I was looking for a way to release the music and maximise its reach. Luckily, Songdew was running a contest called Songdew Fresh at that time where they would select five winners and release their music. I sent my music to them and it got selected as part of the contest for release. I wanted to work with Songdew because I know the team works hard and we’ve had a good association in the past, and the connection felt real. With their help, I knew I might be able to reach out to a wider audience. My goal is to reach out to as many people as possible with our message and hence I saw the synergy here.

The travelling band for the shows comprise of Manoj Mavely (Drums), Shailendra Wakhlu (guitars), Brennon Denfer (Bass) and me on guitar and vocals. We played our launch gig at Depot 48 in New Delhi where we served free Kahwas and we are currently in the process of planning an India tour.

You were born in Srinagar and raised in Pune, but you have a strong connection with your roots. How did you manage to keep your ethnicity alive? When did you move to Pune, and how was life growing up? And how was your reaction like when you found out that you were originally from Srinagar? 

I am a Kashmiri that has lived out of the state. I was raised and schooled in Pune. I don’t think that one needs to live in a place for one’s ethnicity to stay alive.

My father’s parents live in Srinagar and my mother’s in Jammu. We would visit them every summer and they would come and live with us in the winters. We grew up in glorious times when there was no trouble in the state and we would share laughter and stories over cups of Kahwa and Nadur Monj (a snack made of Lotus stem) at our grandparents’ homes.

At the height of terrorism in Kashmir around 1991, my grandparents were kidnapped by terrorists and kept in captivity for 45 days. That was a difficult time for all of us, not knowing if we would ever see them again. They were luckily released by the grace of God and the help of the Indian army. Even after this harrowing incident, they chose to go back and live in Srinagar. I still remember their words that rang very true. “Kashmir is our home and will always be.” I think that left quite an impact on me.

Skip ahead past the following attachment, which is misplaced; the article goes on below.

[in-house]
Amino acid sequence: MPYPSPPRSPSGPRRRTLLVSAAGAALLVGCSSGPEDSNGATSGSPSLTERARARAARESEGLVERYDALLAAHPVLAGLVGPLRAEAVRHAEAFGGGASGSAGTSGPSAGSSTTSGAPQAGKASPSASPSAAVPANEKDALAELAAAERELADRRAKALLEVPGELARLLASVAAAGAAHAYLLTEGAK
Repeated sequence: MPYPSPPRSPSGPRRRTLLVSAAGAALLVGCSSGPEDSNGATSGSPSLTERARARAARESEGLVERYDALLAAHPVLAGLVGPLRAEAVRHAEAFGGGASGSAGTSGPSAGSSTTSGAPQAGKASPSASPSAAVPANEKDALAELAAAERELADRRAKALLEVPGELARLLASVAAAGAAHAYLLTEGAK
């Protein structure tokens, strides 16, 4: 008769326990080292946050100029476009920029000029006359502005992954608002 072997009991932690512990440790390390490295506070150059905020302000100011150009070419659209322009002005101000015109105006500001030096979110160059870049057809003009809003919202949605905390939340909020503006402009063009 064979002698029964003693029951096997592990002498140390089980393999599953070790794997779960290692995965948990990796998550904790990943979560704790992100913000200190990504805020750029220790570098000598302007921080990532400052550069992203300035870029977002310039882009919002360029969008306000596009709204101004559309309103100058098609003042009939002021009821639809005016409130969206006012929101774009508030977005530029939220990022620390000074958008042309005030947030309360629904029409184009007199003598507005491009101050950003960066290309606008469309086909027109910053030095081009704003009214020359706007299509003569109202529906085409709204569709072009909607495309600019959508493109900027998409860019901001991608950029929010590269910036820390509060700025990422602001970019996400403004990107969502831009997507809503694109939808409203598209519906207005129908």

As an artist what are the things you strongly feel about? Comment.

I feel strongly about gender equality, equal rights and opportunities for women, not just in the music industry but in every realm of work. I also feel strongly about artists putting responsible music out there for people to consume because the kind of content we’re putting out is knowingly or unknowingly influencing people, so it’s important that the messaging is right.

The most challenging and the most fun track on the album. Why?

I think the most fun track was Hukus Bukus because the track is dynamic and keeps changing throughout the song. It starts off with a funky feel, then goes into a rap section and ends with a metal sound with power chords and a double bass. The band really enjoyed arranging this track. The most challenging was Burning Fire because I wanted to record Tibetan vocals, and getting the Tibetan lyrics right, so it took some time to translate and learn a new language. I went to Majnu ka Tila (A Tibetan colony in Delhi) and found two Tibetan singers to record. Also, the track was created in New Delhi, Dharamshala, Mumbai and Pune, so a lot of coordination was involved.

Plans for the future?

My immediate plan is to take Kahwa Speaks across the world on a world tour with the band and play in different countries taking our message to as many people as we can. I will let the future unfold after that. I have faith in the universe and its ways. (smiles) I’ll keep making music as long as I can and I also plan to take my sound healing workshops to South East Asia in the next year.

Anything we missed that you would like to add?

Yes. We have launched a crowd funding campaign on Ketto to raise money to create visuals and a music video for the audio-visual tour. This is on for another week and we have raised 25 per cent of our goal. We would like to bring this to 100 per cent so please contribute whatever you can and spread the word so that we can spread the message of unity and peace across the world.

Buy the album on here.

Buy the album on iTunes here.

Follow  Pragnya Wakhlu for updates here.